This is not a recipe for a healthy nation.
The fact that pharmaceutical companies are completely immune to prosecution because of their contributions to the campaigns of our government officials further indicts the system. Because there was money to be made. They are surely the biggest drug manufacturers in the world and doctors are their pushers.
Unscrupulous doctors are their best clients.
They know it, you know it, the police know it, prosecutors know it, and government officials know it. Let us not live in a fantasy world. My next problem is the charge of murder.
Certainly Tseng prescribed drugs that were not needed but she did not force the person to take those drugs. She did not even seek out the client. She merely provided a service to a willing customer. If overprescribing is a crime, charge her with that. You might think that the prosecution of Tseng would make me happy. At last a rich person is being charged the way poor people and drug dealers have long been prosecuted.
You would be wrong. I think all drugs should be legal. Obviously we would not have illegal drug dealers if drugs were not illegal. The vast majority of sales would go through licensed physicians. So, you might well, ask, if you make all drugs legal; what do we do with people like Tseng who prescribe to those without a medical need? Who prescribe to children? Am I advocating distributing drugs to anyone who can afford them at all times?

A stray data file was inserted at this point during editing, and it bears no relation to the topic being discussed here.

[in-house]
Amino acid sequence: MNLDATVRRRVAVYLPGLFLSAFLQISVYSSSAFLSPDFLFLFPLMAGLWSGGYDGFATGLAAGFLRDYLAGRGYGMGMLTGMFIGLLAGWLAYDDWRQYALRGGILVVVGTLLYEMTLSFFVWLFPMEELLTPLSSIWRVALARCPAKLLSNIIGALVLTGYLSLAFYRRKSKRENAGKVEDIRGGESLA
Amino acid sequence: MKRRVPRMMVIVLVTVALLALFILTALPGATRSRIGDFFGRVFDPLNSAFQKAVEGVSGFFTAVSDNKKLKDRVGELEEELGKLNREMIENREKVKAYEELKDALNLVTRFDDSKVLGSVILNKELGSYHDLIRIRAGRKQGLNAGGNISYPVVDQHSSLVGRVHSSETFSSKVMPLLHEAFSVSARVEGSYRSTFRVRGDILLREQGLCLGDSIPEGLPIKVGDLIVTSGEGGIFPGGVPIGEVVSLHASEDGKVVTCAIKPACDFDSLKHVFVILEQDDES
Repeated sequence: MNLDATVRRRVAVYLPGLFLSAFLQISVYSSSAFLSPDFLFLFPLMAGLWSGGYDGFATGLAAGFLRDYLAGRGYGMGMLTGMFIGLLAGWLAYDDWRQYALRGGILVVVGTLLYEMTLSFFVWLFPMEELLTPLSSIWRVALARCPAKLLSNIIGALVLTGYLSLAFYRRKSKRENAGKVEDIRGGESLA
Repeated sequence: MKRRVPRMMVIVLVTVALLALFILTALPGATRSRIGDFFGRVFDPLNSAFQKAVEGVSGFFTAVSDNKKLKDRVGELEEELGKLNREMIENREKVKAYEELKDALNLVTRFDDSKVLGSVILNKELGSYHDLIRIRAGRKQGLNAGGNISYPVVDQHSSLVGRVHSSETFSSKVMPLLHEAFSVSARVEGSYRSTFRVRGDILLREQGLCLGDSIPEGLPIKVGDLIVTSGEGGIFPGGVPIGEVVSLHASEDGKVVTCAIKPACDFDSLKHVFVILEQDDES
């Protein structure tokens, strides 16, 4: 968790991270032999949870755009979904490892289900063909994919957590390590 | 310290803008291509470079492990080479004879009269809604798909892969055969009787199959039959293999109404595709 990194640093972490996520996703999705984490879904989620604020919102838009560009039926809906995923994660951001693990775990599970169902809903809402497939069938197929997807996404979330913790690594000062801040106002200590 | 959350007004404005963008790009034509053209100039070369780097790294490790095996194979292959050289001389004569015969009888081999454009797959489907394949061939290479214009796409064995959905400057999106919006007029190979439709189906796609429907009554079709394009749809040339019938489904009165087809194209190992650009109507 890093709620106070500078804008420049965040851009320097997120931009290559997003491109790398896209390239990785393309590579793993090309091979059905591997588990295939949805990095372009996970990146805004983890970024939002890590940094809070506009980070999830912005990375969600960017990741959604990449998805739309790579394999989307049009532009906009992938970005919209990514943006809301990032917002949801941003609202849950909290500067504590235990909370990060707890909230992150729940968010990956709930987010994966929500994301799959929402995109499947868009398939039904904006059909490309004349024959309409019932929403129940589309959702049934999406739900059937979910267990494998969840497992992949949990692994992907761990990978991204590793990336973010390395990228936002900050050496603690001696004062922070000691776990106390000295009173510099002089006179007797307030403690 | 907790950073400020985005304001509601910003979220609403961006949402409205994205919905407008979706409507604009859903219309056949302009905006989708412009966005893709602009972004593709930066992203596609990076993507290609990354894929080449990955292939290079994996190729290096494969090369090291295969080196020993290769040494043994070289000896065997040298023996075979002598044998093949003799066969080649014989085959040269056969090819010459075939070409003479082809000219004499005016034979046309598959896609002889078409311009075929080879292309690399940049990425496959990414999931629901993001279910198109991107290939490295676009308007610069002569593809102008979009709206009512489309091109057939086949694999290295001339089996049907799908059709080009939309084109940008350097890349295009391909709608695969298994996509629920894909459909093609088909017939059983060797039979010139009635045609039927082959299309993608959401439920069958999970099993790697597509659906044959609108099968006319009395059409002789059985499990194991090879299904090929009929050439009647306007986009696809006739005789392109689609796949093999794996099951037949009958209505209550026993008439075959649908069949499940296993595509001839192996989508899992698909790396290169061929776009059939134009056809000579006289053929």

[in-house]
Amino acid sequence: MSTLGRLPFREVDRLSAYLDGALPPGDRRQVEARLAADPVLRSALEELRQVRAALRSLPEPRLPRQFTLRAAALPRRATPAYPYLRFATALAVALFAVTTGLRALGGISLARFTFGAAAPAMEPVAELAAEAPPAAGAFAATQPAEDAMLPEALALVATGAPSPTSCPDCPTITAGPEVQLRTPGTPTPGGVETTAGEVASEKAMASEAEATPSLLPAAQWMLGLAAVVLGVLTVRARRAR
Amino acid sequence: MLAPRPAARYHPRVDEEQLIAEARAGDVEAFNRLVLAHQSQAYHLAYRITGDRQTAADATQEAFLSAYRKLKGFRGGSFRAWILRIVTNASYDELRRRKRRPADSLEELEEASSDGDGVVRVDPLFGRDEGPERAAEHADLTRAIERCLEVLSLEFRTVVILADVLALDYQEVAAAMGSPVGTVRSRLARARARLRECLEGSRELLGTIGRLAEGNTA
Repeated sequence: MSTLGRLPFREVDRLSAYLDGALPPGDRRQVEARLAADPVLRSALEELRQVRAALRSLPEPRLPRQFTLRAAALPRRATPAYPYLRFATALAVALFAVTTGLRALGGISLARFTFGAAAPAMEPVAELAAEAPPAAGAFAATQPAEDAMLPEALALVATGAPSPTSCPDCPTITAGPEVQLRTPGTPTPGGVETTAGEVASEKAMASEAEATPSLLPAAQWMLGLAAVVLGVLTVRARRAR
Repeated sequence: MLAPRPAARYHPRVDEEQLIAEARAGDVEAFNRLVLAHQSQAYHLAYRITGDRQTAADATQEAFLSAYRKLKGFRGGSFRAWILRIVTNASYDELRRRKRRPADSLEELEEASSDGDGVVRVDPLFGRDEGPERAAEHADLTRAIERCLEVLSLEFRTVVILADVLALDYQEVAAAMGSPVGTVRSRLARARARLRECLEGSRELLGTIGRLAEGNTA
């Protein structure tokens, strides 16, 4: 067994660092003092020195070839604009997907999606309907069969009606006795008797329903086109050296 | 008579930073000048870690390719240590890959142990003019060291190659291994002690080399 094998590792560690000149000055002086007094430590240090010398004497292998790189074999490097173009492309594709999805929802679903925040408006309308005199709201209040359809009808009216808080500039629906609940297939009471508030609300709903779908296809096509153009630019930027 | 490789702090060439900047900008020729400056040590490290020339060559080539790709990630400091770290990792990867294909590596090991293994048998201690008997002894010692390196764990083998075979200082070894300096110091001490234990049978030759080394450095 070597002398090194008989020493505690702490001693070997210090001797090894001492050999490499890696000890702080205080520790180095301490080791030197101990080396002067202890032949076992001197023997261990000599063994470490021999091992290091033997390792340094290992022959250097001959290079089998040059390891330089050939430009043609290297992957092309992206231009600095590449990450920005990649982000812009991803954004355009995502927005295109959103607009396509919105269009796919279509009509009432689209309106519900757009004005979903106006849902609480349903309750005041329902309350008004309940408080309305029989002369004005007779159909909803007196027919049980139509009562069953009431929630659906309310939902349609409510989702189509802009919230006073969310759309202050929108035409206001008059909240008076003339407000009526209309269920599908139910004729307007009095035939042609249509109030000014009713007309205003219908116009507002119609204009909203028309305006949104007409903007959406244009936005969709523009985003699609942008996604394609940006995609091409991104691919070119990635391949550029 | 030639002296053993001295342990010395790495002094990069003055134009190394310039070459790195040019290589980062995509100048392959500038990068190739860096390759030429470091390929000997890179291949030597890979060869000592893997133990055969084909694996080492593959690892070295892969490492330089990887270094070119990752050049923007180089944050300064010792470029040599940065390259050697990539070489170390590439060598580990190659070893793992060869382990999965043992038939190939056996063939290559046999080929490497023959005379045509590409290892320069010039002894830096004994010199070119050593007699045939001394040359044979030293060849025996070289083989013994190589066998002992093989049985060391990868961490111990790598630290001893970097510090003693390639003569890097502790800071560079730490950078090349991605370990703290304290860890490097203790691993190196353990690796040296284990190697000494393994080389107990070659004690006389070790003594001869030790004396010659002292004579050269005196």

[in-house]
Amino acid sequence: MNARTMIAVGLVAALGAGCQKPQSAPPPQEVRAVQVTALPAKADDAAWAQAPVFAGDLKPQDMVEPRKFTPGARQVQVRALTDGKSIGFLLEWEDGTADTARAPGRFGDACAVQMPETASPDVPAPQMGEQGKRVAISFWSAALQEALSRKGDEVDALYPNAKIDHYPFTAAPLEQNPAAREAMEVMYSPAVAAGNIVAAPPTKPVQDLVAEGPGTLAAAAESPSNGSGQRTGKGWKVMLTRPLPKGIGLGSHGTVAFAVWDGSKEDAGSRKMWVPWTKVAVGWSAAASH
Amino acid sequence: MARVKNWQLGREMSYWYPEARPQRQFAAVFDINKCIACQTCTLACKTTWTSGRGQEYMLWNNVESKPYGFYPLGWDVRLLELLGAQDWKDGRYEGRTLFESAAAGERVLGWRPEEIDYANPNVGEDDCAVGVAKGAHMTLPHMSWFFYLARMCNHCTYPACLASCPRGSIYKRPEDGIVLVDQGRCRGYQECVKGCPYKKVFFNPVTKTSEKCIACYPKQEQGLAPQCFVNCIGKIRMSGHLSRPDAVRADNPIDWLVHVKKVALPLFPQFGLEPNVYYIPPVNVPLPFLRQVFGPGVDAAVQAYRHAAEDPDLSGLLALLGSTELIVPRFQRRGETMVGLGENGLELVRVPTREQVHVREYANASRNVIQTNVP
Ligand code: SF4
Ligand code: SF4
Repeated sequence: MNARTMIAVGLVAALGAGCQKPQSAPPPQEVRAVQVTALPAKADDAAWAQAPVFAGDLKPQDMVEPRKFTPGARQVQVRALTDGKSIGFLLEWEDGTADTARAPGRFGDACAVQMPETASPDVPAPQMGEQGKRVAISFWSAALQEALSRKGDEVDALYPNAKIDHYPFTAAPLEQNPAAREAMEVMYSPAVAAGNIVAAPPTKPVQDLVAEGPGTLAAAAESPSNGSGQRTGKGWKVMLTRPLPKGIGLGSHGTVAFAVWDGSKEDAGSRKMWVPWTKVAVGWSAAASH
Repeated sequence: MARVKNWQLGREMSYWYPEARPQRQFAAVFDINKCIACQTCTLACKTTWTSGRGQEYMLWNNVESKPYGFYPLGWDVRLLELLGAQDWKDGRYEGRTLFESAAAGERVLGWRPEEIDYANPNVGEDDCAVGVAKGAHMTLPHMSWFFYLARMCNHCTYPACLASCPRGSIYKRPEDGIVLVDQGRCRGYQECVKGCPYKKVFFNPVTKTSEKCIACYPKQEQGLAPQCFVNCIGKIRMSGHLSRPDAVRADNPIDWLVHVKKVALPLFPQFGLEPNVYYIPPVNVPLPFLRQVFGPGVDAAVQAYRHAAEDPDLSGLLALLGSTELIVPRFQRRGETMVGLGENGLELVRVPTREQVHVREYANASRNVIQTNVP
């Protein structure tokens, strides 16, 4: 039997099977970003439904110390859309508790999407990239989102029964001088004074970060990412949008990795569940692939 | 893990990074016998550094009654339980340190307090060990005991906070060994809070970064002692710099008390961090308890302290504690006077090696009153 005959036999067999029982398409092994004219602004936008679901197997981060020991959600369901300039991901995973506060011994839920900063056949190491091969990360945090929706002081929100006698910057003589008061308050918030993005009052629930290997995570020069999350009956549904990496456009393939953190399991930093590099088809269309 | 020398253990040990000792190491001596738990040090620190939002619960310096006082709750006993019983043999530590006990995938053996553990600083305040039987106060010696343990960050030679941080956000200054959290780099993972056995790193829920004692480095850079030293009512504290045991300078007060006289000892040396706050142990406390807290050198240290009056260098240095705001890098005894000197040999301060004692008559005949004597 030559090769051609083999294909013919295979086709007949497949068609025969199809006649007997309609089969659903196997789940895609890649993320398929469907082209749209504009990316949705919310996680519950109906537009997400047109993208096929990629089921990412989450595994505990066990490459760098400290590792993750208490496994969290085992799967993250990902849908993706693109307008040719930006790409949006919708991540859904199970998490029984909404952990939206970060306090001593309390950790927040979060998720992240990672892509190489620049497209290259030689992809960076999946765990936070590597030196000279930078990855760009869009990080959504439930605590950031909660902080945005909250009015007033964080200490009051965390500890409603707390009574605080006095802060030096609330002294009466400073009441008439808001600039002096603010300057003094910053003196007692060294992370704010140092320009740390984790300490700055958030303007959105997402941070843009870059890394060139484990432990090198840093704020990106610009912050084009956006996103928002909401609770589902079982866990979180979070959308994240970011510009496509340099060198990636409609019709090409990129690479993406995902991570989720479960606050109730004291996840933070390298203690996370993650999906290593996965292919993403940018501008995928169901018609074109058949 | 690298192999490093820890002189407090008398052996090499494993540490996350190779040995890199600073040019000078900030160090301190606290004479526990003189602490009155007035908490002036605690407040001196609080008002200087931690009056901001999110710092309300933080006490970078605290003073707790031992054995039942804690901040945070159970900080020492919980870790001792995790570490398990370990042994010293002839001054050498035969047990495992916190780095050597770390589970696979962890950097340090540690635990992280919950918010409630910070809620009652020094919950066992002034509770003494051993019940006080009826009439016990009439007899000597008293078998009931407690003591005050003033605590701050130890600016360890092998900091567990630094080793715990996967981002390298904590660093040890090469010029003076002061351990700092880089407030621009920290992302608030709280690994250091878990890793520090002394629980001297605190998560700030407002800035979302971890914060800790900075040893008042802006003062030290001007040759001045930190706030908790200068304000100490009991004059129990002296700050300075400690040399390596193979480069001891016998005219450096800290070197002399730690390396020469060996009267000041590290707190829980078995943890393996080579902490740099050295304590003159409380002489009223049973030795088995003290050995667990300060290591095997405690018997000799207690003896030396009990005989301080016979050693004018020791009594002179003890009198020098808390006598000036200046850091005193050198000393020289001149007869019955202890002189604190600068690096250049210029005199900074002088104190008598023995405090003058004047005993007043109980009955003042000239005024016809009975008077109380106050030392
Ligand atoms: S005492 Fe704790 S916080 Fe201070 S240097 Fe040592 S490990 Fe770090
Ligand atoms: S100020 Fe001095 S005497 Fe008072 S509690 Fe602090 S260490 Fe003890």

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In a sense yes, but also in a sense no. Doctors take something called a Hippocratic Oath.
One line of that oath is as follows: I will apply, for the benefit of the sick, all measures which are required, avoiding those twin traps of overtreatment and therapeutic nihilism. Physicians who fail to do so should lose standing with their local medical organization. Physicians who believe patients are using drugs for recreational purposes should recommend treatment centers and do their best to help the patient.
Pharmaceutical companies should have the option to cut off supplies to doctors they believe are not helping their patients but harming them. Is this a perfect solution? Doctors who lose their standing will still be able to prescribe drugs and make money but at least patients will know they are dealing with such physicians. Those bent on abusing drugs will be able to do so and I do not deny that there will be many such.
Food Justice for All? Meanwhile, the cavalry of Guthrum were raiding the country far and wide. This is a unique opportunity to try something new together. Moderators Steve Clow. No great harm was intended. Reich is the author of the instant New York Times bestseller "Nemesis" and its sequel "Genesis," and co-author of the six-volume "Virals" series.
But how is that different than the current system? At least under my plan our law enforcement officers can focus on murder, burglary, rape, and other crimes. The rift between the police and the citizens they purportedly serve will begin to heal. Police will not longer die in shootouts with well-armed and wealthy illegal drug dealers. Why it was so difficult to get Amanda Bynes the help she needed.
Why it was so difficult to get Britney Spears the help she needed. The picture below is a list of reasons why people could be put into insane asylums in the mid to late 19th century. In particular women were put into such institutions simply because they behaved in a way in which male dominated society did not agree.